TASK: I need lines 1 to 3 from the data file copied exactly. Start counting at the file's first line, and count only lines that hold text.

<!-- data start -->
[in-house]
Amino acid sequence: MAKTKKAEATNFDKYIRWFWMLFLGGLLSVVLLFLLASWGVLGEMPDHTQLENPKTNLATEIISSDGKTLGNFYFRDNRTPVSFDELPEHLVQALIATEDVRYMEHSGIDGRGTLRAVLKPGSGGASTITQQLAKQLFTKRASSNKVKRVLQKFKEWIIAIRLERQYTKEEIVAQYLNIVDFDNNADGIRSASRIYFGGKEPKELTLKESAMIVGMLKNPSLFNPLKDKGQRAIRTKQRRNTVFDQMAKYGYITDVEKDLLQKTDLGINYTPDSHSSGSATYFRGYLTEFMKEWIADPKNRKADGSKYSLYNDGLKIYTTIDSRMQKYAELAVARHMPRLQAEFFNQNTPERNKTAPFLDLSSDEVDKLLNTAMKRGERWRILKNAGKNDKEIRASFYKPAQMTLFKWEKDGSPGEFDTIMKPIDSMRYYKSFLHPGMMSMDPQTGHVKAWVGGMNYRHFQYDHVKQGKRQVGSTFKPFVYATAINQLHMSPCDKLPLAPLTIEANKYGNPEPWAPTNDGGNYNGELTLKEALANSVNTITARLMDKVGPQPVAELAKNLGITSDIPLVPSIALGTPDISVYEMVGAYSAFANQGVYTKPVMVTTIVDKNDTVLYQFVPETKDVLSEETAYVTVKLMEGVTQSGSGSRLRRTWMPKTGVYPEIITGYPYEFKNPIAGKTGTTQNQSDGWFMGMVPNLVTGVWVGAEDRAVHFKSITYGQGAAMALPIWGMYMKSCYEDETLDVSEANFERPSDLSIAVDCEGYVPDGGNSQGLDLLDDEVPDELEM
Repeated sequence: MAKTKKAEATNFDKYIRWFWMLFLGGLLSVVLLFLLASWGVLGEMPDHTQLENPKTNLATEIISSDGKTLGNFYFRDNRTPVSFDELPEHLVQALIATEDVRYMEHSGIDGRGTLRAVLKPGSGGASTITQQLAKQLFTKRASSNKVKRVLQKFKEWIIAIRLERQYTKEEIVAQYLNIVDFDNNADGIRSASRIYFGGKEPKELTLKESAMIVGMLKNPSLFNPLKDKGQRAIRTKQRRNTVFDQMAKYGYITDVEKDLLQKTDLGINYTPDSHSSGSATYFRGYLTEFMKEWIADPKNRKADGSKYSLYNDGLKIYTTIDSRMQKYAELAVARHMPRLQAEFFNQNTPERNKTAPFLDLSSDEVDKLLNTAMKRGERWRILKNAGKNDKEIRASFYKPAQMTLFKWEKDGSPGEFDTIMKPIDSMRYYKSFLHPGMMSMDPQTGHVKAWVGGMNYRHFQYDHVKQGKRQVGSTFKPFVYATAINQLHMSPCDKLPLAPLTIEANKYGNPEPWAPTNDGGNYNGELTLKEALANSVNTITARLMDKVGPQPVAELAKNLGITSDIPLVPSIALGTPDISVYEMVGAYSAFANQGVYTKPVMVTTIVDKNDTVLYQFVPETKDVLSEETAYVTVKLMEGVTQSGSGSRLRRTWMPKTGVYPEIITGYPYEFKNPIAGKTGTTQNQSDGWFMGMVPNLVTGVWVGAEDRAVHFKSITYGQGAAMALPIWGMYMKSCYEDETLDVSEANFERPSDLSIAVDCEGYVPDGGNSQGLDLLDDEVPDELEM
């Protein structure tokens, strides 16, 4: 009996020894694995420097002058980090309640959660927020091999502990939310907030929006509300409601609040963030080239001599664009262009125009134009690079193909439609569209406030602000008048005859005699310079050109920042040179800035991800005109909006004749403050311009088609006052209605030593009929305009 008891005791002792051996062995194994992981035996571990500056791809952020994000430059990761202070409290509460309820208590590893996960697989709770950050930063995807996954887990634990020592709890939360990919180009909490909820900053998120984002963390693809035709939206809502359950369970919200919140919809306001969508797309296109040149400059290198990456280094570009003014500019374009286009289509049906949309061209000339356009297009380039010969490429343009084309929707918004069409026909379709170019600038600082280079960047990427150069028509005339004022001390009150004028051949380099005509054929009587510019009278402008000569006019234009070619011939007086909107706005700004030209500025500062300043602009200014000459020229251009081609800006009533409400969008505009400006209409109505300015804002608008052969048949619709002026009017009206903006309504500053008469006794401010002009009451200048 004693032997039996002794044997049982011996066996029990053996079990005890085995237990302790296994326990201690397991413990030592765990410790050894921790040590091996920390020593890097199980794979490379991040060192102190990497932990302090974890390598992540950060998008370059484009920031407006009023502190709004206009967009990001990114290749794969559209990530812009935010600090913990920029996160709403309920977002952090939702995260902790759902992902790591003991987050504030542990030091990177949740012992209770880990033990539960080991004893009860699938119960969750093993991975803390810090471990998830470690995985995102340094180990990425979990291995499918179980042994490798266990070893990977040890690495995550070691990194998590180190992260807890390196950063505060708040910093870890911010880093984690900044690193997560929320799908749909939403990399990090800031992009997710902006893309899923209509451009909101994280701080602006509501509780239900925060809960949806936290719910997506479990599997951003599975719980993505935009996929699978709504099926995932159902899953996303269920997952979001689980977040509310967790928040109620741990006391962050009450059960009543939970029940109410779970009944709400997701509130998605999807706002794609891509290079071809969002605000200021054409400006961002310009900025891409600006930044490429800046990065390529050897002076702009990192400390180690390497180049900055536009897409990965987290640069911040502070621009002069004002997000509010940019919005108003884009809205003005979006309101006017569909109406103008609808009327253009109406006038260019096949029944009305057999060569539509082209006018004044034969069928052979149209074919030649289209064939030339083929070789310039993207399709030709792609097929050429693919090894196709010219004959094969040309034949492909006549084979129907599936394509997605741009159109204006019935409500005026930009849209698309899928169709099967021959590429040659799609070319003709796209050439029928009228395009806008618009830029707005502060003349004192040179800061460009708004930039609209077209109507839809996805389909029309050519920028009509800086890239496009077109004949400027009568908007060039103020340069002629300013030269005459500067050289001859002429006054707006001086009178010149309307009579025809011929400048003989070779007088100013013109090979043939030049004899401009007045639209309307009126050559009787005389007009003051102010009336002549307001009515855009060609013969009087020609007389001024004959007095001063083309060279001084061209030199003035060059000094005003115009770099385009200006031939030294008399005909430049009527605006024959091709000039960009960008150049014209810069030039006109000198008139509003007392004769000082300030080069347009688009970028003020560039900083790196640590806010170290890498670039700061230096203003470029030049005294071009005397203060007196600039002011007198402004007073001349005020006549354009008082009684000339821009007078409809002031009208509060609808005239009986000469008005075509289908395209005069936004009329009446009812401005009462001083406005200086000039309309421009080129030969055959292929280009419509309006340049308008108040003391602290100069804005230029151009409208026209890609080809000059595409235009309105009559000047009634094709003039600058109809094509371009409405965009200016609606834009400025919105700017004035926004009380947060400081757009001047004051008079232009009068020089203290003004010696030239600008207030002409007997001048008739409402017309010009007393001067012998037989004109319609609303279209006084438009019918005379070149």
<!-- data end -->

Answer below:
[in-house]
Amino acid sequence: MAKTKKAEATNFDKYIRWFWMLFLGGLLSVVLLFLLASWGVLGEMPDHTQLENPKTNLATEIISSDGKTLGNFYFRDNRTPVSFDELPEHLVQALIATEDVRYMEHSGIDGRGTLRAVLKPGSGGASTITQQLAKQLFTKRASSNKVKRVLQKFKEWIIAIRLERQYTKEEIVAQYLNIVDFDNNADGIRSASRIYFGGKEPKELTLKESAMIVGMLKNPSLFNPLKDKGQRAIRTKQRRNTVFDQMAKYGYITDVEKDLLQKTDLGINYTPDSHSSGSATYFRGYLTEFMKEWIADPKNRKADGSKYSLYNDGLKIYTTIDSRMQKYAELAVARHMPRLQAEFFNQNTPERNKTAPFLDLSSDEVDKLLNTAMKRGERWRILKNAGKNDKEIRASFYKPAQMTLFKWEKDGSPGEFDTIMKPIDSMRYYKSFLHPGMMSMDPQTGHVKAWVGGMNYRHFQYDHVKQGKRQVGSTFKPFVYATAINQLHMSPCDKLPLAPLTIEANKYGNPEPWAPTNDGGNYNGELTLKEALANSVNTITARLMDKVGPQPVAELAKNLGITSDIPLVPSIALGTPDISVYEMVGAYSAFANQGVYTKPVMVTTIVDKNDTVLYQFVPETKDVLSEETAYVTVKLMEGVTQSGSGSRLRRTWMPKTGVYPEIITGYPYEFKNPIAGKTGTTQNQSDGWFMGMVPNLVTGVWVGAEDRAVHFKSITYGQGAAMALPIWGMYMKSCYEDETLDVSEANFERPSDLSIAVDCEGYVPDGGNSQGLDLLDDEVPDELEM
Repeated sequence: MAKTKKAEATNFDKYIRWFWMLFLGGLLSVVLLFLLASWGVLGEMPDHTQLENPKTNLATEIISSDGKTLGNFYFRDNRTPVSFDELPEHLVQALIATEDVRYMEHSGIDGRGTLRAVLKPGSGGASTITQQLAKQLFTKRASSNKVKRVLQKFKEWIIAIRLERQYTKEEIVAQYLNIVDFDNNADGIRSASRIYFGGKEPKELTLKESAMIVGMLKNPSLFNPLKDKGQRAIRTKQRRNTVFDQMAKYGYITDVEKDLLQKTDLGINYTPDSHSSGSATYFRGYLTEFMKEWIADPKNRKADGSKYSLYNDGLKIYTTIDSRMQKYAELAVARHMPRLQAEFFNQNTPERNKTAPFLDLSSDEVDKLLNTAMKRGERWRILKNAGKNDKEIRASFYKPAQMTLFKWEKDGSPGEFDTIMKPIDSMRYYKSFLHPGMMSMDPQTGHVKAWVGGMNYRHFQYDHVKQGKRQVGSTFKPFVYATAINQLHMSPCDKLPLAPLTIEANKYGNPEPWAPTNDGGNYNGELTLKEALANSVNTITARLMDKVGPQPVAELAKNLGITSDIPLVPSIALGTPDISVYEMVGAYSAFANQGVYTKPVMVTTIVDKNDTVLYQFVPETKDVLSEETAYVTVKLMEGVTQSGSGSRLRRTWMPKTGVYPEIITGYPYEFKNPIAGKTGTTQNQSDGWFMGMVPNLVTGVWVGAEDRAVHFKSITYGQGAAMALPIWGMYMKSCYEDETLDVSEANFERPSDLSIAVDCEGYVPDGGNSQGLDLLDDEVPDELEM